Pilots? We don’t need no stinking pilots

By MATTHEW ZUCCARO

Haven’t you heard? Pilots are no longer required, at least not on board the aircraft. Welcome to the world of unmanned aerial vehicles (UAVs).

No pilots? Is nothing sacred anymore? I remember my first flights as pilot in command in both a helicopter and an airplane. It was me and the aircraft against the laws of nature. I was not overseeing flight management systems — I strapped on the aircraft, and it became part of me.

In the years since, pilots have been gradually stripped of their direct influence over their aircraft. Synthetic control pressures, fly by wire, and the fully integrated autopilot have all made their way into the cockpit.

MattZuccaroNow we pilots are experiencing the ultimate insult — they have thrown us out of the aircraft altogether!

Our pilot in command duties are to be performed in front of a screen, from some remote location on the ground. This sounds more like playing video games, except you are actually controlling an aviation vehicle, in real time, in real airspace with other aviation assets.

Some think removing pilots is a good thing. After all, when something goes wrong with a flight, isn’t the problem usually the pilot? I do not subscribe to this thinking.
I do believe, however, that UAVs are here to stay. They are coming to your airspace soon, if they’re not there not already.

The good news is UAVs can safely operate alongside us. Admittedly, creating an airspace that can be safely shared will require the full cooperation of all stakeholders: Manned aircraft operators, UAV operators, air traffic control, regulators, and associations such as the Helicopter Association International (HAI) and the Association for Unmanned Vehicle Systems International (AUVSI). When it comes to safety integrating UAVs into the National Airspace, our industry needs to be part of the solution.

To create a safe, efficient operating environment for all airspace users, regulators and industry must develop and implement reasonable, yet effective, regulations and certification requirements for UAVs, operators, pilots, and training programs, along with the proper airspace surveillance and communications capabilities.

The safe integration of UAVs into the National Airspace is even more important to the helicopter and general aviation industry. UAV operations are mostly conducted at lower altitudes, outside the normal airspace environment and ground infrastructure. This is, of course, where helicopters can be found.

The safety issue is complicated by the distinction between commercial and recreational use of UAVs. The current thinking among legislators, regulators, and courts is that regulation of commercial UAV operations is anticipated and needed; it is just a matter of time. But what about the personal use of unmanned vehicles?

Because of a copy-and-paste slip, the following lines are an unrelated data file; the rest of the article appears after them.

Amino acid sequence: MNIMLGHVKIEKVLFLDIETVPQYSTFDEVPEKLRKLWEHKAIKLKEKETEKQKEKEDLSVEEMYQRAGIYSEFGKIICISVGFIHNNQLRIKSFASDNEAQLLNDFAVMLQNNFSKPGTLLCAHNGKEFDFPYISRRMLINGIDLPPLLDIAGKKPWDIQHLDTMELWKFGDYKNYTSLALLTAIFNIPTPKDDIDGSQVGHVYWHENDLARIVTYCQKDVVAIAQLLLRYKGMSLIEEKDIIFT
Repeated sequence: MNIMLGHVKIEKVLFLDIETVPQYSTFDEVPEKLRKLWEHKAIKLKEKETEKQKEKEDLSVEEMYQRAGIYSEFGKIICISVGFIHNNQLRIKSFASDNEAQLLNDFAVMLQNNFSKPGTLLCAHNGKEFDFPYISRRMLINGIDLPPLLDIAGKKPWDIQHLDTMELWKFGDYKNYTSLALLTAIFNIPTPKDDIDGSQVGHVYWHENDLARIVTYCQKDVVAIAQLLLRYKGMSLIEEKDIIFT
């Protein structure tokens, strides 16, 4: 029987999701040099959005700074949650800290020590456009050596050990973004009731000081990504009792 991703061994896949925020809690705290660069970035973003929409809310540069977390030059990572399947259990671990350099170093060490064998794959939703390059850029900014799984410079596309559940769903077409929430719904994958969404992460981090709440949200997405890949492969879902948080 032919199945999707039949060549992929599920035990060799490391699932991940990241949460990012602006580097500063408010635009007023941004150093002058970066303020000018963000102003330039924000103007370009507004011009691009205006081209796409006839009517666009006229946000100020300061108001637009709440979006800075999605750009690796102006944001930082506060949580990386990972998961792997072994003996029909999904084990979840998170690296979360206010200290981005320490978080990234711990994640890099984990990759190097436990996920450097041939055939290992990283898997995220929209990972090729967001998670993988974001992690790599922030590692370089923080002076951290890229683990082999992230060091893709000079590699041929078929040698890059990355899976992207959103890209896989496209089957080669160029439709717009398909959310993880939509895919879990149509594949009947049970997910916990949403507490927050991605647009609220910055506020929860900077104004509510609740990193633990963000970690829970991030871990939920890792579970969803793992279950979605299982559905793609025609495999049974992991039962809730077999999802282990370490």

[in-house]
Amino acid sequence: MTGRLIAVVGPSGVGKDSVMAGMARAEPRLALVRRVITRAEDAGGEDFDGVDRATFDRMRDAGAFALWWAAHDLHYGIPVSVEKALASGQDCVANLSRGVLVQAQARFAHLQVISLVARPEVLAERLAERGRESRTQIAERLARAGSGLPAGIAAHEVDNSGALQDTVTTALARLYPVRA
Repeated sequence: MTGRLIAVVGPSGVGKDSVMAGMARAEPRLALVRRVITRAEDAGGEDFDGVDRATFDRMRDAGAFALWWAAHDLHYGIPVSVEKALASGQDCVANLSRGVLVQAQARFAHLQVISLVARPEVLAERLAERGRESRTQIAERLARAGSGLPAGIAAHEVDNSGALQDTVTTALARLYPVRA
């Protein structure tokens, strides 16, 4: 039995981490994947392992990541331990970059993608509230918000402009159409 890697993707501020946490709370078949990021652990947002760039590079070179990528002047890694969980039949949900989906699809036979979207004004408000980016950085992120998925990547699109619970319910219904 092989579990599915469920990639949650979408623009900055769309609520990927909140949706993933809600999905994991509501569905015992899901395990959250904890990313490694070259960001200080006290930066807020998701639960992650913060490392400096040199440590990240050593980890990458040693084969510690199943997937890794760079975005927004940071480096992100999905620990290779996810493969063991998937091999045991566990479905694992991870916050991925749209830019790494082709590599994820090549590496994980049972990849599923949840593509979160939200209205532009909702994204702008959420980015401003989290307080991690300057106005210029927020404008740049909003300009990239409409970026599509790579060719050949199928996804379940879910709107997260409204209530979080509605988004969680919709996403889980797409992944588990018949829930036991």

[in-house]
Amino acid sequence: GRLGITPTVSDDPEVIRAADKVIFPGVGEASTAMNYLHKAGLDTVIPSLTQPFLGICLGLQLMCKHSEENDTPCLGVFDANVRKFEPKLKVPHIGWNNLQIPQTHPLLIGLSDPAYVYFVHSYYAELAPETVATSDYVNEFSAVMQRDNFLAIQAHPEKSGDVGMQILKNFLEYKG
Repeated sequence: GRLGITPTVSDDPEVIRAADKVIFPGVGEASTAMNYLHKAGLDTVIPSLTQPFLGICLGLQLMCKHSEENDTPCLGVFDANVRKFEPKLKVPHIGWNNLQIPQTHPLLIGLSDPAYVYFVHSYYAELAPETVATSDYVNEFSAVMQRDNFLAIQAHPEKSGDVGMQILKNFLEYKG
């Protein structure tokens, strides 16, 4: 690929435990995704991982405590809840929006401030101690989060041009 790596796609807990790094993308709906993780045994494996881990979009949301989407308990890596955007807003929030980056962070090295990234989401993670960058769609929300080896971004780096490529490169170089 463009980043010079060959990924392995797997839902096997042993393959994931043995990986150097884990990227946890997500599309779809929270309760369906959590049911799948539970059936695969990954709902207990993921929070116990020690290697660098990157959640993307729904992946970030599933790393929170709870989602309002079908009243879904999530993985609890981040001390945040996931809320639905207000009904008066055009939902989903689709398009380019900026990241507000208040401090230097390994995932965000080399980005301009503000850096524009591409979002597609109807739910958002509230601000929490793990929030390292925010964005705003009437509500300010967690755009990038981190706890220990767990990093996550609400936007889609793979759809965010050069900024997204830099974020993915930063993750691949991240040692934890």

Considering the prolific growth of recreational UAV use, the helicopter industry, more than any other aviation segment, could face potential safety concerns. Recreation UAVs are an aviation segment that is relatively unregulated. Again, a cooperative effort by the involved parties is necessary to ensure safety.

In the long term, however, I believe UAV operations, both recreational and commercial, have the potential to benefit the helicopter industry in different ways. Historically, the use of recreational aircraft models has promoted a positive image for general aviation and even assisted in supplying the next generation of professionals to our industry.

When it comes to the commercial UAV operations, I think that we in the helicopter industry need to stop complaining about our new neighbors. Instead, let’s realize how we stand to benefit from the growth of this new aviation segment.

After all, we know a lot about carrying out low-altitude, mission-oriented operations in environments outside of most aviation infrastructure. Commercial helicopter operators who conduct UAV operations as an extension of their existing helicopter activity can expand their mission profile, delivering more services to a larger customer base at a wider range of costs.

With the advent of UAVs, helicopter operators are looking at opportunities for new technology, additional operating capabilities, and expanded markets. The smart thinking says, get involved now.

If the thought of no pilot in the cockpit really gets to you, just remember there is a pilot: They just happen to be on the ground. If the lack of a pilot on board still bothers you, paste a pilot’s picture on the UAV.

What are your thoughts? Let me know via e-mail: tailrotor@aol.com.
As always, have a safe flight and fly neighborly.

Matthew Zuccaro is president of Helicopter Association International
About General Aviation News Staff

Comments

  1. Could we just please get back to the real problems, i.e. getting the 3rd class medical off our back, getting mogas at every airport, and getting the requirement to have to buy expensive avionics that we don’t need eliminated. Thanks.

  2. Matthew Zuccaro : The FAA for sure don’t want or need them! Private aviation is no longer needed in the USA. What’s to share? The FAA has led the way in taking away the pilot by DINGING at all levels starting with the medical. The IRS and VA scandal are catching on as is many others. Matthew, did you know the automobile does not need a driver either? Is this,[ from what is being told at all levels ] a TRUTH LIE or a TRUE LIE ?

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